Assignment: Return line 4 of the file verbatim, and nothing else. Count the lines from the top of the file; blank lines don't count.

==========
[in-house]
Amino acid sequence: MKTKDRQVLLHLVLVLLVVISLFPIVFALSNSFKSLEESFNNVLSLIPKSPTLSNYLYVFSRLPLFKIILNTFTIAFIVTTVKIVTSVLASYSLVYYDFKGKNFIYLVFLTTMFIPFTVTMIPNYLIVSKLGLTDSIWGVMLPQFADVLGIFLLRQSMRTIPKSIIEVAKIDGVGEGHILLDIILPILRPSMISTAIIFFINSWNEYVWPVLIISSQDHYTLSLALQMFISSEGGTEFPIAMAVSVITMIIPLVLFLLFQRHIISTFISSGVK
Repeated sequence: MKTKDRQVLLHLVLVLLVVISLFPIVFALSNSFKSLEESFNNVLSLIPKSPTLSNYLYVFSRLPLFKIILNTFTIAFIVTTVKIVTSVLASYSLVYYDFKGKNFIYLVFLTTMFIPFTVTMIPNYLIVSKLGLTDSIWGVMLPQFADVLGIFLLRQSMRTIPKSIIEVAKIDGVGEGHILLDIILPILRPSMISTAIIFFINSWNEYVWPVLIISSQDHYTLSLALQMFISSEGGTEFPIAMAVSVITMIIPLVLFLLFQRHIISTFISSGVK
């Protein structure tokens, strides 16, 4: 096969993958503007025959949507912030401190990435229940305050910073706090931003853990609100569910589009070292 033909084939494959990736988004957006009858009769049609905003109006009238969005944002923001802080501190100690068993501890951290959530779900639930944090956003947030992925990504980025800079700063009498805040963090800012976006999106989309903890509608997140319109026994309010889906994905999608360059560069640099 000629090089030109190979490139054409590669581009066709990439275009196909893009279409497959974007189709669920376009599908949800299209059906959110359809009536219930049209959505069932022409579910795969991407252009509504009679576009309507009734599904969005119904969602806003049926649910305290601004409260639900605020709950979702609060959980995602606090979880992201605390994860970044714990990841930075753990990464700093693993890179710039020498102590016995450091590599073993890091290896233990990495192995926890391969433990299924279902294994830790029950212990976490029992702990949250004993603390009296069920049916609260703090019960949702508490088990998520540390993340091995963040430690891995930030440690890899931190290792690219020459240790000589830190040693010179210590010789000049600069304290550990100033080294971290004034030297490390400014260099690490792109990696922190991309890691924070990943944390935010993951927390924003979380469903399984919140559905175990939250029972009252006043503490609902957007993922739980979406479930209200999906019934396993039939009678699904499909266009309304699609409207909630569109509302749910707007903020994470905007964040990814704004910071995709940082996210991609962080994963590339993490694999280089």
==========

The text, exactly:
């Protein structure tokens, strides 16, 4: 096969993958503007025959949507912030401190990435229940305050910073706090931003853990609100569910589009070292 033909084939494959990736988004957006009858009769049609905003109006009238969005944002923001802080501190100690068993501890951290959530779900639930944090956003947030992925990504980025800079700063009498805040963090800012976006999106989309903890509608997140319109026994309010889906994905999608360059560069640099 000629090089030109190979490139054409590669581009066709990439275009196909893009279409497959974007189709669920376009599908949800299209059906959110359809009536219930049209959505069932022409579910795969991407252009509504009679576009309507009734599904969005119904969602806003049926649910305290601004409260639900605020709950979702609060959980995602606090979880992201605390994860970044714990990841930075753990990464700093693993890179710039020498102590016995450091590599073993890091290896233990990495192995926890391969433990299924279902294994830790029950212990976490029992702990949250004993603390009296069920049916609260703090019960949702508490088990998520540390993340091995963040430690891995930030440690890899931190290792690219020459240790000589830190040693010179210590010789000049600069304290550990100033080294971290004034030297490390400014260099690490792109990696922190991309890691924070990943944390935010993951927390924003979380469903399984919140559905175990939250029972009252006043503490609902957007993922739980979406479930209200999906019934396993039939009678699904499909266009309304699609409207909630569109509302749910707007903020994470905007964040990814704004910071995709940082996210991609962080994963590339993490694999280089």